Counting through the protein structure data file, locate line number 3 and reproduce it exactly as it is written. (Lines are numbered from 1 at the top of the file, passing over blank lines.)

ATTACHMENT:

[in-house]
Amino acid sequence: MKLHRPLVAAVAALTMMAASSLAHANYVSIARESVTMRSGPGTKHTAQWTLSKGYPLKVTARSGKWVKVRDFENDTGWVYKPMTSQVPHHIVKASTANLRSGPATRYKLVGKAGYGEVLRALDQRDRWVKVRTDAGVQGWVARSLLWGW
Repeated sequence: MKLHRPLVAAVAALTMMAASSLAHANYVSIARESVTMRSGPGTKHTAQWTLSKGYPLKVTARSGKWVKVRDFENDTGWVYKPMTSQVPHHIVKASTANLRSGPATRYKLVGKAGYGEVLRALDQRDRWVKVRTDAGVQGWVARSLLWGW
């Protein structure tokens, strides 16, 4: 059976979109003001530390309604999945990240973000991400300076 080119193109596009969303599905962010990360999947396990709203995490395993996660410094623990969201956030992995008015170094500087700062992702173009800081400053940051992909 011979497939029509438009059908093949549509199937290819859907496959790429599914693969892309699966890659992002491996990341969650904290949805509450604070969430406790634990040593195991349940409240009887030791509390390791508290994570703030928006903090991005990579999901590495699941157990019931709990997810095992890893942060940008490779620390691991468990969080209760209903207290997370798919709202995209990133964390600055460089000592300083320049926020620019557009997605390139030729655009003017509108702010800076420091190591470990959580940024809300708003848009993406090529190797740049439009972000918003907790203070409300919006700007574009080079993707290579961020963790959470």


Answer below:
Repeated sequence: MKLHRPLVAAVAALTMMAASSLAHANYVSIARESVTMRSGPGTKHTAQWTLSKGYPLKVTARSGKWVKVRDFENDTGWVYKPMTSQVPHHIVKASTANLRSGPATRYKLVGKAGYGEVLRALDQRDRWVKVRTDAGVQGWVARSLLWGW